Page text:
SMALL – BUT PERFECTLY FORMED
Thinking of buying a supermini but want something a little more interesting this time round? Then what you probably want is a car from the growing small SUV segment, a sector of the market rapidly expanding thanks to a whole raft of fresh arrivals. Motoring Correspondent Jonathan Crouch runs his eye over three of the most interesting ones
Back in 2010, a car was launched that shook up the small car segment in a big way. Nissan’s Juke was based on the running gear and underpinnings of the brand’s humble Micra model but it offered heaps more attitude in a lifestyle-orientated SUV package. Since then, other manufacturers have piled into this part of the market and interest in models of this kind is high. Here are three of the most important fresh arrivals in this segment.
New Hyundai Kona
Hyundai has filled a conspicuous gap in its model range with this Kona. It's more extrovertly styled than you might expect a Hyundai to be and ticks all the right boxes in terms of safety and media connectivity.
Aware that it was late launching a model into the smallest sector of the SUV segment, Hyundai felt the need to make a bold statement with the design of this car. Hence the aggressive body styling with its two-tone roof, unusual twin headlamps and distinctive 'Cascading' front grille. Short rear overhangs and a low roofline add to the purposeful silhouette, plus contrasting exterior accents and standard-fit roof bars inject a bit of all-important SUV flavour. Inside, there's a cabin you can colour co-ordinate in a choice of different shades and lots of the switchgear is borrowed from the company's i30 family hatch. Plus, there's a decently sized 361-litre boot.
Kona buyers get a choice between two petrol and two diesel engines. Petrol buyers choose between two T-GDI units, a 118bhp 1.0-litre variant or a 175bhp 1.6. Diesel folk get 113 or 131bhp versions of a 1.6 CRDi powerplant. In both cases, it's only the more powerful versions that get sophisticated multi-link tear suspension. The 1.0-litre T-GDI petrol unit puts out 119g/km of CO2 and manages 53.3mpg. And the 1.6-litre T-GDI variant delivers 169g/km and 38.7mpg.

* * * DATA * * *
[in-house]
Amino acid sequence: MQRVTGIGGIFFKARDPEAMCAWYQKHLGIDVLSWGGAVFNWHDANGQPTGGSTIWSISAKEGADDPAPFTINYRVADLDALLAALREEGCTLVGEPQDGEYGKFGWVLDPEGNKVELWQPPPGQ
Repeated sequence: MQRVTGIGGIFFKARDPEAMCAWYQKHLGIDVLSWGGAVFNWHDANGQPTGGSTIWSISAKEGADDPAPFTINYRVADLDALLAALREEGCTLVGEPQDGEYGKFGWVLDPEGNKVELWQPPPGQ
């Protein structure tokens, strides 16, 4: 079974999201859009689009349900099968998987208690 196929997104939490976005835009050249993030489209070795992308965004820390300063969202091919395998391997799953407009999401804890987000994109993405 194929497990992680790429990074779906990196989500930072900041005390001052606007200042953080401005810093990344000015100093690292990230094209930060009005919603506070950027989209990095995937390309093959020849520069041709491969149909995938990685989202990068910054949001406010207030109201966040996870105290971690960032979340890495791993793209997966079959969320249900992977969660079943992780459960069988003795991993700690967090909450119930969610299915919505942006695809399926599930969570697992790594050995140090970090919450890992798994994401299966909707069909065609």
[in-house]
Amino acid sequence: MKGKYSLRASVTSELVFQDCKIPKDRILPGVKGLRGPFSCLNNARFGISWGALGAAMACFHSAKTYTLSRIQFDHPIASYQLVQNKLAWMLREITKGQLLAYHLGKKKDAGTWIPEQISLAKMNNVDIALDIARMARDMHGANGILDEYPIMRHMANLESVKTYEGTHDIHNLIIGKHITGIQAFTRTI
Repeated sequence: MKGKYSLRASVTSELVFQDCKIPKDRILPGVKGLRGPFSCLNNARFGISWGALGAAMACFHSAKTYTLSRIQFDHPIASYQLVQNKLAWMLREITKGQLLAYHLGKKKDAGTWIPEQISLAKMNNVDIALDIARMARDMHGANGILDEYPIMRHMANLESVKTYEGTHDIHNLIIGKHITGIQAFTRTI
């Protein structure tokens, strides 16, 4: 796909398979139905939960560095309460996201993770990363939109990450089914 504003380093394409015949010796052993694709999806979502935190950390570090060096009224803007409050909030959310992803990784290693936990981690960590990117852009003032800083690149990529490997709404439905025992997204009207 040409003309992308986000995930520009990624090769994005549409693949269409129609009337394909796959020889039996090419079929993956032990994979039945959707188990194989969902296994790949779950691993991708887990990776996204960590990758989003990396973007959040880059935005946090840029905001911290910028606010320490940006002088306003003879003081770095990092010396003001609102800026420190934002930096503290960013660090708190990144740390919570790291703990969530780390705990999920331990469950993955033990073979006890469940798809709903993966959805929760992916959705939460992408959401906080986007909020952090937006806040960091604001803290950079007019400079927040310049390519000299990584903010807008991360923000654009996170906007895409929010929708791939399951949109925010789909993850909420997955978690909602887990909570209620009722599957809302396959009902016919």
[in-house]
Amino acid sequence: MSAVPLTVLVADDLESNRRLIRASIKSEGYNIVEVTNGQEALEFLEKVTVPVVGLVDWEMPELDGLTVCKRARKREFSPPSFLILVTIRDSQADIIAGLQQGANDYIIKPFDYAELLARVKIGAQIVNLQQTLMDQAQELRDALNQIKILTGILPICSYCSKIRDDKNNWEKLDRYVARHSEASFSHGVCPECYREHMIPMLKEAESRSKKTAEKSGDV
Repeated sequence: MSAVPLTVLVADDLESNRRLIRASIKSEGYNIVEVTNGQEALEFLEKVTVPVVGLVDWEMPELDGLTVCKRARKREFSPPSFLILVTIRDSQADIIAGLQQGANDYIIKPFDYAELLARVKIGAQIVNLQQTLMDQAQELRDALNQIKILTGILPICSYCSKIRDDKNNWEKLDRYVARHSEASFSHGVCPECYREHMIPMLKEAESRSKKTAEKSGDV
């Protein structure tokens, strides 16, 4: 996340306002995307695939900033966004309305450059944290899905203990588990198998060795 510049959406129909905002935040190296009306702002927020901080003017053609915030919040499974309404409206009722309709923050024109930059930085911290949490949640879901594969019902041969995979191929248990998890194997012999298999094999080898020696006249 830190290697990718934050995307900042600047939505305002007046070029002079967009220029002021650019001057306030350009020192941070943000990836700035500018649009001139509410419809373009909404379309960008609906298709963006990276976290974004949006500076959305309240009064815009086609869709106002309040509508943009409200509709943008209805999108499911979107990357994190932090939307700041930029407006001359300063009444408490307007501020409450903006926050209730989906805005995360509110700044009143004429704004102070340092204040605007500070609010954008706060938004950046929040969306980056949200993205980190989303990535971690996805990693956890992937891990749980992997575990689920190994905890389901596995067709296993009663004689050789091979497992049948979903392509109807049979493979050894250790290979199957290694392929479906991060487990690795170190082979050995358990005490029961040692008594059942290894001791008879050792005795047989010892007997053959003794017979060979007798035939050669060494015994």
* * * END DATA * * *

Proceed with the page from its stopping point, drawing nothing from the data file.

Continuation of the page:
In summary, we think this is a car the segment will like.
New Kia Stonic
Kia has entered the market for small Juke-style compact Crossover SUVs with this model, the Stonic. It showcases the brand's fresh, more charismatic styling approach and offers buyers a highly personalisable choice in this growing segment.
This is one of the most strikingly Kia models we've seen to date. The brand knows that individuality is important to many customers in the B-SUV segment and the Stonic's 'Targa'-style roof enables buyers to choose a two-tone paint finish. The idea has been to distance this Crossover from the Rio hatchback on which it's based. Hence also the sharp creases and kinks near the door sills and the way that the window line kinks upwards too. Rugged-looking black plastic cladding runs in a ring around the bottom edge of the car and around the wheel arches, plus there are brushed metal skidplates front and rear.
Inside, it's all much more Rio-like. The fascia is basically the same as is the switchgear, though Kia has tried to disguise this with a range of customisable colour schemes. Space inside is slightly better than you'd expect from a car of this class, with decent leg and headroom, plus class-leading shoulder room. In the back, a two-step floor allows owners to expand or shrink the 352-litre boot to suit their needs.
As expected, the Stonic shares the engine line-up used in Kia's Rio supermini. That means a range of lightweight, downsized, turbocharged petrol and diesel powerplants, each paired with a manual transmission. Buyers have the choice of the brand's lightweight 120PS 1.0-litre T-GDI turbo petrol unit, as well as the older-tech but cheaper 1.25 or 1.4-litre naturally-aspirated MPI petrol engines. An efficient 1.6-litre CRDi diesel engine completes the range, offering the lowest emissions in the line-up.
New SEAT Arona
The Arona is SEAT’s idea of a small sporty SUV and it’s likely to find favour with the increasing number of buyers who would once have simply bought another supermini but now feel the need to get themselves something more interesting and lifestyle-orientated. It’s good looking, safe, well connected and very personalisable.
This little Crossover sits on the same hi-tech MQB platform that underpins the latest Ibiza supermini and its styling follows the same structure as that used in the brand’s slightly larger Ateca SUV. In terms of its dimensions, the Arona is 4,138mm long, which is 79mm more than an Ibiza. However, the real difference lies in its height, as the Arona is 99mm taller. As a result, this SUV offers not only higher ground clearance for any off-road adventures, but also more front and rear headroom, and, above all, a larger boot, with a 400-litre capacity.
As expected, the Arona shares the engine line-up used in SEAT’s Ibiza supermini, which means that all of the powerplants on offer have direct injection and a turbo. There are three different petrol units to choose from, the headline emphasis being on the usual Volkswagen Group three-cylinder 95PS 1.0 TSI petrol unit, available in 95PS form with a five-speed manual gearbox or in 115PS guise with either a six-speed ‘box or dual-clutch seven-speed DSG auto transmission. The third petrol choice is a 1.5-litre four-cylinder 150PS TSI unit. As for diesel options, the efficient and reliable 1.6 TDI unit is available with 95 and 115PS. All Arona models are front-driven: there’s not much appetite in this segment for 4WD.
It’s taken some time for the Iberian maker to bring us a Crossover of this kind but we can see quite a few target Arona customers feeling that the wait has been worthwhile.